The jackfruit has played a significant role in Indian agriculture for centuries. Archeological findings in India have revealed that jackfruit was cultivated in India 3000 to 6000 years ago. The jackfruit is a versatile fruit and it provides a potential solution to countries facing problems with food security, such as in several countries of Africa.
What made you decide to opt for jackfruit flavour?
A jackfruit is known for its distinctive strong aroma. When a jackfruit is cut open, then the fleshy pods of the jackfruit is starchy and fibrous and is a source of dietary fiber. The flavor is comparable to a combination of apple, pineapple, mango, and banana. The varieties are distinguished according to characteristics of the fruit’s flesh.
Though jackfruit is found in abundance in Northeast India and people do relish on it but nowadays our new generation are not too keen in eating this fruit. Some find it too messy. I decided to come up with the idea to introduce the pulp as a flavour.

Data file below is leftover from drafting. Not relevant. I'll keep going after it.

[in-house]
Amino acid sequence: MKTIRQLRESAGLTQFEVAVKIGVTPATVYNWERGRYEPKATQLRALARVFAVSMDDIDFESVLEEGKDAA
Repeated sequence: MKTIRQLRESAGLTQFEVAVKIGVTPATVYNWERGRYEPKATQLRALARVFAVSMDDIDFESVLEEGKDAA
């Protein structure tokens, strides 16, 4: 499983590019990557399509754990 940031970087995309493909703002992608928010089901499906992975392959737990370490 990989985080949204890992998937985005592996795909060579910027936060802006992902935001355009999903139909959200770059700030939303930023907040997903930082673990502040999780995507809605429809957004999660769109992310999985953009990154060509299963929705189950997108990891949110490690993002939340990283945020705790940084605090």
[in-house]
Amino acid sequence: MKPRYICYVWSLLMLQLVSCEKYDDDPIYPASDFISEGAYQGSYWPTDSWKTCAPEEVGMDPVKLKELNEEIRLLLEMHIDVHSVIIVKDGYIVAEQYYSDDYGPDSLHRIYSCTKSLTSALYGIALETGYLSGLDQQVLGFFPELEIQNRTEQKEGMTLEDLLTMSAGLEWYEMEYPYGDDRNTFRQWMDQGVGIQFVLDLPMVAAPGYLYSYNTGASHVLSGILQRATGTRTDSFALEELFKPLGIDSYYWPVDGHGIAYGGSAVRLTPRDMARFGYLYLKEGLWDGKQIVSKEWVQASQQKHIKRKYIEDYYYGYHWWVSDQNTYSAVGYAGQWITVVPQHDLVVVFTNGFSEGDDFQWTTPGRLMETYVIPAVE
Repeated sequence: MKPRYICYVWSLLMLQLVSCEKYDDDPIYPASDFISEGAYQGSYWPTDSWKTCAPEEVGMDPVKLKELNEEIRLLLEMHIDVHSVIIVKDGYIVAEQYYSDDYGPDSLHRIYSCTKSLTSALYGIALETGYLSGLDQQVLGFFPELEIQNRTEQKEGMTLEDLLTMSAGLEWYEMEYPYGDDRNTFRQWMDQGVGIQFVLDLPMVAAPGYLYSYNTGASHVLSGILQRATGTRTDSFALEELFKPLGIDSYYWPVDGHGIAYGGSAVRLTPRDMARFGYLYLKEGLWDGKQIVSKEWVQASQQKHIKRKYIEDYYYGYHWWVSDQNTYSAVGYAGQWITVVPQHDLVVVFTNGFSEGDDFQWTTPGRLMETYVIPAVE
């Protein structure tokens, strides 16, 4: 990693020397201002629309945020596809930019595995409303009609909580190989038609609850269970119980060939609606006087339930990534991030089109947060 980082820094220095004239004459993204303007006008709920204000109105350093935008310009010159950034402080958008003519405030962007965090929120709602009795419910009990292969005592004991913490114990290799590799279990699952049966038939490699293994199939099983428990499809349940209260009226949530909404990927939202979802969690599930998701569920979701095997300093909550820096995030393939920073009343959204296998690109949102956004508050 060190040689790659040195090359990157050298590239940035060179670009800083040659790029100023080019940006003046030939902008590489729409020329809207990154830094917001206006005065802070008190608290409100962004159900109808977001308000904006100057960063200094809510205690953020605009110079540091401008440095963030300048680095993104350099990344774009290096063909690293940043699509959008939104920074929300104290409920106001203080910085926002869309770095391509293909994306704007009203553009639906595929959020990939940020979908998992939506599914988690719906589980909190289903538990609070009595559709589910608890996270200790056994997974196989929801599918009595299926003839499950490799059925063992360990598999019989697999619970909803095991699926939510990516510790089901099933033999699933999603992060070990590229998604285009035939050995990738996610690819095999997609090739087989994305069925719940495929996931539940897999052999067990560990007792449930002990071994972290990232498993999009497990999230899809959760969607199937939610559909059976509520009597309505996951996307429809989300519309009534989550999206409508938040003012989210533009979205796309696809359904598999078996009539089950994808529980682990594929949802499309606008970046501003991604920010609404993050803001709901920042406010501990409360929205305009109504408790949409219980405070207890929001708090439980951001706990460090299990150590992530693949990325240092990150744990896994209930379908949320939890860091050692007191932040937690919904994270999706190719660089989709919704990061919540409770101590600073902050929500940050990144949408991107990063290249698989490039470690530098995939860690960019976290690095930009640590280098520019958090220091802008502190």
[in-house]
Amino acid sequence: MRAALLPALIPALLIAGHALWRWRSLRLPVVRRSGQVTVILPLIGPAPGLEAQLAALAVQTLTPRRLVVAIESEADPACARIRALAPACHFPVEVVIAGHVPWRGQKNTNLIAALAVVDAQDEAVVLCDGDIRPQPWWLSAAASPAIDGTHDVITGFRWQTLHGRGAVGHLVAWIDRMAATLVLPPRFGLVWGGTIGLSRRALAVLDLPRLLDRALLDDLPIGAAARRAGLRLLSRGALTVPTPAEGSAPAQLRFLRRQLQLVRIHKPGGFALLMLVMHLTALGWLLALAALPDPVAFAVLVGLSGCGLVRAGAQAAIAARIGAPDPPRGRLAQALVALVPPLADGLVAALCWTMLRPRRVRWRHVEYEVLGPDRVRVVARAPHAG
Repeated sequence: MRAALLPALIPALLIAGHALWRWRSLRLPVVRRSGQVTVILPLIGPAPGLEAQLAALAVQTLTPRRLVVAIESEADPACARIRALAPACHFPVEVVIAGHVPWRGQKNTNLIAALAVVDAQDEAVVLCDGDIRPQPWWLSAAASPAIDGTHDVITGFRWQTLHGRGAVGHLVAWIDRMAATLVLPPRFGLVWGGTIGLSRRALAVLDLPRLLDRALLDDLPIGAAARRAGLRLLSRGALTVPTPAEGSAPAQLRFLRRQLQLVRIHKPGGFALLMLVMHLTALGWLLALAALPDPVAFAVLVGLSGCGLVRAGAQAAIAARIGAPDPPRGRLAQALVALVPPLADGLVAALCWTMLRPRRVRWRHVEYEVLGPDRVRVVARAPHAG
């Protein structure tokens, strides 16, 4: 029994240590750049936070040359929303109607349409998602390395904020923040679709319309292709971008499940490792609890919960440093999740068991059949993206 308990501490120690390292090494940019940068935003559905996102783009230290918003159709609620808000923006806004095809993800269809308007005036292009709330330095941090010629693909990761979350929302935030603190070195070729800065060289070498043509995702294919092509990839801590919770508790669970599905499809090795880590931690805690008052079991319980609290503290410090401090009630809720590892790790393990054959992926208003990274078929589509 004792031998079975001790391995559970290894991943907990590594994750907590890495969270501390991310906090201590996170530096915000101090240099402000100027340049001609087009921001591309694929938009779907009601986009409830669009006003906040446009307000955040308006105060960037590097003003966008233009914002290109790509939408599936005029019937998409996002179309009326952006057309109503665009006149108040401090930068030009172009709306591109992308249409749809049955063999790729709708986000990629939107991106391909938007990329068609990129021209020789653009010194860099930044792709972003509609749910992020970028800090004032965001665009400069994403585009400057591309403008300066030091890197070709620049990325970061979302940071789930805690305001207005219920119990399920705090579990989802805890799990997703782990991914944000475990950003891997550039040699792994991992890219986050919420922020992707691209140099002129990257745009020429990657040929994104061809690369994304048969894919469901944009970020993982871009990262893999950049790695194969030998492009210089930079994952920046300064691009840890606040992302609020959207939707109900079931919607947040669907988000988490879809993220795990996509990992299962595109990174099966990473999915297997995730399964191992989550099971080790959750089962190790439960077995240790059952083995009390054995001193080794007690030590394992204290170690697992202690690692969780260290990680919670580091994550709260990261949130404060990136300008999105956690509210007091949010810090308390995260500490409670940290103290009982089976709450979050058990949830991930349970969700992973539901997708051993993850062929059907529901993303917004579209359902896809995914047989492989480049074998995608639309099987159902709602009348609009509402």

This distinctive and unique flavour of jackfruit gave me the idea to use it for ice-cream so that our children too could be benefitted from this healthy fruit. So, we started using the ripened pulp of the jackfruit as one of the flavour for our frozen dessert brand “Rich Rabbit” under Nestor Nutritions Pvt Ltd.
What are the health benefits of jackfruit?
It’s not just a fruit. It’s a wonder fruit. Jackfruit is a nutritious fruit and it could be eaten in raw form and when it is ripened. Even the seeds of this fruit is very nutritious and could be dried and powdered and be used a flour and baby food. Nutritious value of the flesh of this fruit as follows
Amount Per 100 grams
% Daily Value*
Total Fat 0.6 g 0%
Saturated fat 0.2 g 1%
Polyunsaturated fat 0.1 g
Monounsaturated fat 0.2 g
Trans fat 0 g
Cholesterol 0 mg 0%
Sodium 2 mg 0%
Potassium 448 mg 12%
Total Carbohydrate 23 g 7%
Dietary fiber 1.5 g 6%
Sugar 19 g
Protein 1.7 g 3%
Vitamin A 2% Vitamin C 22%
Calcium 2% Iron 1%
Vitamin B – 615% Vitamin B-120%
Jackfruit is very beneficial for health and few of its amazing goodness are as follows:
It helps us to fight wrinkles and to get clear and flawless skin.
It has high protein and helps in hair growth.
As it has good amount of vitamin A and so it helps us to improve our immunity.
It acts as a cancer preventive.